|Chesterville Record 4 May 1916
The night fast express from Toronto to Montreal in charge of
Conductor Morley Munro, an old Chesterville boy, was wrecked yesterday
morning about 6.30, a couple of hundred yards east of Winchester
station, while passing through the yards. Almost miraculously
there was no one injured beyond a shaking up. The train consisted
of seven cars and the engine, the latter and the two following cars
passed over the point where the five following sleepers left the rails
and ploughed into the road bed between the eastbound and westbound
tracks. The trucks of all five cars were buried thoroughly in the
gravel and sand while the bodies of the cars were tilted at various
angles so as to block traffic on the westbound track. The delay
to traffic was very slight as the business siding parallelled the
blocked tracks and trains passed over it. The train is said to
have been going at about forty miles an hour but passengers report the
shock to have been unusually light.
The cause of the wreck is
reported to have been a broken rail, and it is alleged what might have
proved a similar wreck was averted only by the narrowest of margins in
the Chesterville yards a very short time ago by the vigilence of an
employee, who, through the generosity of the CPR has received what is
known as ten merit marks, valuable as a souvenir no doubtbut
hardlyrepresenting any amount of the loss saved to the company, and the
hand that bestowed them doubtless, can as easily nullify them.
It was just five minutes to one when the accident occurred.
west bound Soo train had left Montreal on time and was in charge of
Conductor McIntosh with Engineer M.J. Doherty and Fireman M.J.
Walsh. It was customary for freight trains to be moving back
forth between the Chaudiere and Sussex street and the freight in
question had arrived a short time before from Prescott and was to be
taken down to Sussex street.
From the account of the accident published at the time, it appears that
at the tower the freight hands had received orders to do some shunting
up to midnight and then go on a siding and allow the express to
pass, They mistook the time or forgot the order from the
and remained on the main line until it was too late.
Sharp on time the Soo express rounded the curve near the locomotive
sheds. It was then that the engineers of both trains saw what
going to happen. The exprss was travelling at a good rate of
speed while the freight was barely moving. The engineers and
firemen of both trains, seeing the inevitable, jumped for their lives
and escaped serious injury.
An instant later with an awful impact which could be heard a mile away,
the two trains came together. Engine No. 303 on the Soo was
large type and it simply ploughed through the smaller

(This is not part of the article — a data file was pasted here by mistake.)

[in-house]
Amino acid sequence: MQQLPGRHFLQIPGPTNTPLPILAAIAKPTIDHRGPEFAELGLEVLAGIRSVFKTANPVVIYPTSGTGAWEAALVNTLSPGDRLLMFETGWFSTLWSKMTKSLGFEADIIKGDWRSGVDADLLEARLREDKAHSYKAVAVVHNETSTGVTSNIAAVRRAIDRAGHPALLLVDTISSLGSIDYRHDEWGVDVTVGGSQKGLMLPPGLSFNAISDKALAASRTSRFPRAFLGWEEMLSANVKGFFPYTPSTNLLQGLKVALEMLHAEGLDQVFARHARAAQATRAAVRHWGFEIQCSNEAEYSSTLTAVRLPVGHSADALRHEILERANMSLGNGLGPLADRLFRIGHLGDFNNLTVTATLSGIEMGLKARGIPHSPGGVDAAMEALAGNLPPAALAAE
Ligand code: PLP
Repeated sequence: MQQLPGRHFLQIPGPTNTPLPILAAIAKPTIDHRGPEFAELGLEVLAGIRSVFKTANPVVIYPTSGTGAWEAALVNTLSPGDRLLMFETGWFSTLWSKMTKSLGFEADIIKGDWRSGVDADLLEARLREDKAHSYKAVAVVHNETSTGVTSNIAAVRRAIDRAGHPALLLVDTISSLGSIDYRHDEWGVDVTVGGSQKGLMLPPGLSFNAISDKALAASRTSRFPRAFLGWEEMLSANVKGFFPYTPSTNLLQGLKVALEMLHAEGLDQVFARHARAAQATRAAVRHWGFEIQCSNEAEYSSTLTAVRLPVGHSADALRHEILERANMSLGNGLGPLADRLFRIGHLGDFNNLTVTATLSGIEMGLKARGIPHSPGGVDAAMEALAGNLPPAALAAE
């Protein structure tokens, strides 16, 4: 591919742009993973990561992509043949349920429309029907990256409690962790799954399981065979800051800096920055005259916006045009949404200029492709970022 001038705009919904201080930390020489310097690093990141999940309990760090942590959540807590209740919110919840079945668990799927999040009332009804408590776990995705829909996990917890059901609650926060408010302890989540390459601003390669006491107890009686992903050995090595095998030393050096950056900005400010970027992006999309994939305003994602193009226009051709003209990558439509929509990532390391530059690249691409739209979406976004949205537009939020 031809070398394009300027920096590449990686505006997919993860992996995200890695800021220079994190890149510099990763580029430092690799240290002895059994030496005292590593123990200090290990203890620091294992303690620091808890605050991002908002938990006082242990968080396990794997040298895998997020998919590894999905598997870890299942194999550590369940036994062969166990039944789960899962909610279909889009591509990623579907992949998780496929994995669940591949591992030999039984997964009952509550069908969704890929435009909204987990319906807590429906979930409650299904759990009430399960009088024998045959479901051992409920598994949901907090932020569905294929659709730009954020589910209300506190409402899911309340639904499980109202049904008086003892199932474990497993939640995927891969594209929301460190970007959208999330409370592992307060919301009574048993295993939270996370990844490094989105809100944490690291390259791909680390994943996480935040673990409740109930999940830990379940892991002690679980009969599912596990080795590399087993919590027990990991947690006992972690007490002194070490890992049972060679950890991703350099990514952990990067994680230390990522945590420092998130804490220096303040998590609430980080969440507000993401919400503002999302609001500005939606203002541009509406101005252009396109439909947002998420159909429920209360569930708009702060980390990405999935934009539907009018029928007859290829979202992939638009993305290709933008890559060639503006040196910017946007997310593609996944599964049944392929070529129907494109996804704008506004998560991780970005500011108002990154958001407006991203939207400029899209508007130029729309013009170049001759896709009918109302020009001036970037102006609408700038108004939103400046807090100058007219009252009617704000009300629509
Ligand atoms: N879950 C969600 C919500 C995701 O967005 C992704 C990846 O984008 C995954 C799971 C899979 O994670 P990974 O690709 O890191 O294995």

Though the brakes were applied they were unable to arrest the velocity
of the swiftly moving coaches and in less time than it takes to tell it
the express and baggage cars and part of a colonial sleeper were
Thousands of people who went out the following morning witnessed a
hideous sight. Locked together with the smaller one underneath and
partly obscured were the two locomotives. In the rear was an
express car badly smashed and then the colonist car with its end stove
in. In the express section there was a conglomeration of
trunks, valises, parcels and mail bags all mixed together while the
cars were piled up in splinters.
Kemptville Weekly Advance 11 May 1916
EXPRESS TRAIN DERAILED
Broken Rail Throws Whole Train From Track - Marvellous Esape of Passengers.
May 4 While travelling at fifty miles an hour the eastbound C.P.R. fast
express struck a broken rail at Winchester station yesterday morning
and the whole train except the engine and baggage car was derailed. It
might have been one of the worst wrecks in the history of the C.P.R.,
but fortunately it was not attended by any very serious results, to
either passengers or rolling stock. There were all conditions, however,
for a great disaster - long train filled, four sleeping coaches, filled
with people, running at high speed, struck broken rail, and that there
was not a fearful toll of life seems miraculous. The reasons are said
to be that the engine got safely over the defective rail and did not
leave the track, and that when the coaches went off they went to the
left onto the double track roadbed instead of to the right, into the
ditch. Every coach left the rails but ploughed their way along the
roadbed until the engine was stopped, and not one of them turned
completely over. Eight hundred feet of the track was torn up, many of
the big steel rails being twisted like hair-pins, and ties were
cut to matchwood. The west bound track was also damaged for two or
three hundred feet, but that was the most serious damage done. When the
train was stopped all the coaches were tilted at a rakish angle, but
they were not badly damaged and not a passenger hurt. Two or three
slight scratches but that was all. The auxiliaries from Smiths Falls
and Montreal were rushed to the place and today all traces of the wreck
are pretty well cleared away.